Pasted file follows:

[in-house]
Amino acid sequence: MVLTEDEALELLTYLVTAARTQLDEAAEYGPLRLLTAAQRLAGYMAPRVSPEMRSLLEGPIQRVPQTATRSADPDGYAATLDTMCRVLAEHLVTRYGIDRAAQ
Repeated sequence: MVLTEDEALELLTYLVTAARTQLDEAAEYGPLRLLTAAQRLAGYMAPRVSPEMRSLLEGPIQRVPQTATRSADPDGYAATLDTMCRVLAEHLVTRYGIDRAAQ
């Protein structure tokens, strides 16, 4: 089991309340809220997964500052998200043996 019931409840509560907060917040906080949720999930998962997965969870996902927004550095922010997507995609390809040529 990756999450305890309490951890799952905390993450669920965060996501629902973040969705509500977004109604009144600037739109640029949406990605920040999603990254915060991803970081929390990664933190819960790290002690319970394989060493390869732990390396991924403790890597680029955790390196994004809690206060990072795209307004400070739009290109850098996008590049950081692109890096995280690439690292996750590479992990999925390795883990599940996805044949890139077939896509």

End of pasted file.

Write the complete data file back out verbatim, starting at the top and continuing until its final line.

[in-house]
Amino acid sequence: MVLTEDEALELLTYLVTAARTQLDEAAEYGPLRLLTAAQRLAGYMAPRVSPEMRSLLEGPIQRVPQTATRSADPDGYAATLDTMCRVLAEHLVTRYGIDRAAQ
Repeated sequence: MVLTEDEALELLTYLVTAARTQLDEAAEYGPLRLLTAAQRLAGYMAPRVSPEMRSLLEGPIQRVPQTATRSADPDGYAATLDTMCRVLAEHLVTRYGIDRAAQ
């Protein structure tokens, strides 16, 4: 089991309340809220997964500052998200043996 019931409840509560907060917040906080949720999930998962997965969870996902927004550095922010997507995609390809040529 990756999450305890309490951890799952905390993450669920965060996501629902973040969705509500977004109604009144600037739109640029949406990605920040999603990254915060991803970081929390990664933190819960790290002690319970394989060493390869732990390396991924403790890597680029955790390196994004809690206060990072795209307004400070739009290109850098996008590049950081692109890096995280690439690292996750590479992990999925390795883990599940996805044949890139077939896509």